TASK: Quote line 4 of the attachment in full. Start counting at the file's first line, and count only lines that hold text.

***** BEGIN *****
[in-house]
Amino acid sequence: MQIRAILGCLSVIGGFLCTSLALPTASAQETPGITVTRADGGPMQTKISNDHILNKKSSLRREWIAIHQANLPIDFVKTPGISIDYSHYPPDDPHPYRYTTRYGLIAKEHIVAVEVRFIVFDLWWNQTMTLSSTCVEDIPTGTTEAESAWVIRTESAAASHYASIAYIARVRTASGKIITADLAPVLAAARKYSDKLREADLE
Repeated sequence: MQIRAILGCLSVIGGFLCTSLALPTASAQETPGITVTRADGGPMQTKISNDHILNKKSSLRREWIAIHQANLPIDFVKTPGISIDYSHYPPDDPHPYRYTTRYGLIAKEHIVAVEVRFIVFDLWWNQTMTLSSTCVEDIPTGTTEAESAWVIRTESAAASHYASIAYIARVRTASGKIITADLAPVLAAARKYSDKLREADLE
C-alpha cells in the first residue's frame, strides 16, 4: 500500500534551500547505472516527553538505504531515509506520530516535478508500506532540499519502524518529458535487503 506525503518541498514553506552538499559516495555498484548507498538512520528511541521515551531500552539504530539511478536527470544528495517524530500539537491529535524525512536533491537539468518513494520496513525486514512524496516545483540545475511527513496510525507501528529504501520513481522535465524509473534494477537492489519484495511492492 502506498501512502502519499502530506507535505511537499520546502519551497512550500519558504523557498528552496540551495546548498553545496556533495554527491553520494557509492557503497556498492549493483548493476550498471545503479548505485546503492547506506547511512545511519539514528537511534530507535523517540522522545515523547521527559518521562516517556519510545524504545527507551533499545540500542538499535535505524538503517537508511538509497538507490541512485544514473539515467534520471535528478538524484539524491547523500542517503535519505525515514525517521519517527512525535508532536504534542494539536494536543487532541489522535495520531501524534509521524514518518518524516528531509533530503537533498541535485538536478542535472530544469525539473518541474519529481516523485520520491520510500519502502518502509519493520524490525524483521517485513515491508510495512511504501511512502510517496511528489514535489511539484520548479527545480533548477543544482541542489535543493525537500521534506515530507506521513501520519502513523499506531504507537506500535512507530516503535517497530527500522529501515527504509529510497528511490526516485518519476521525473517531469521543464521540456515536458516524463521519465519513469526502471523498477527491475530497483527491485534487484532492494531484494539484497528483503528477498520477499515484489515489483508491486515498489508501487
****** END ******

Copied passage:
C-alpha cells in the first residue's frame, strides 16, 4: 500500500534551500547505472516527553538505504531515509506520530516535478508500506532540499519502524518529458535487503 506525503518541498514553506552538499559516495555498484548507498538512520528511541521515551531500552539504530539511478536527470544528495517524530500539537491529535524525512536533491537539468518513494520496513525486514512524496516545483540545475511527513496510525507501528529504501520513481522535465524509473534494477537492489519484495511492492 502506498501512502502519499502530506507535505511537499520546502519551497512550500519558504523557498528552496540551495546548498553545496556533495554527491553520494557509492557503497556498492549493483548493476550498471545503479548505485546503492547506506547511512545511519539514528537511534530507535523517540522522545515523547521527559518521562516517556519510545524504545527507551533499545540500542538499535535505524538503517537508511538509497538507490541512485544514473539515467534520471535528478538524484539524491547523500542517503535519505525515514525517521519517527512525535508532536504534542494539536494536543487532541489522535495520531501524534509521524514518518518524516528531509533530503537533498541535485538536478542535472530544469525539473518541474519529481516523485520520491520510500519502502518502509519493520524490525524483521517485513515491508510495512511504501511512502510517496511528489514535489511539484520548479527545480533548477543544482541542489535543493525537500521534506515530507506521513501520519502513523499506531504507537506500535512507530516503535517497530527500522529501515527504509529510497528511490526516485518519476521525473517531469521543464521540456515536458516524463521519465519513469526502471523498477527491475530497483527491485534487484532492494531484494539484497528483503528477498520477499515484489515489483508491486515498489508501487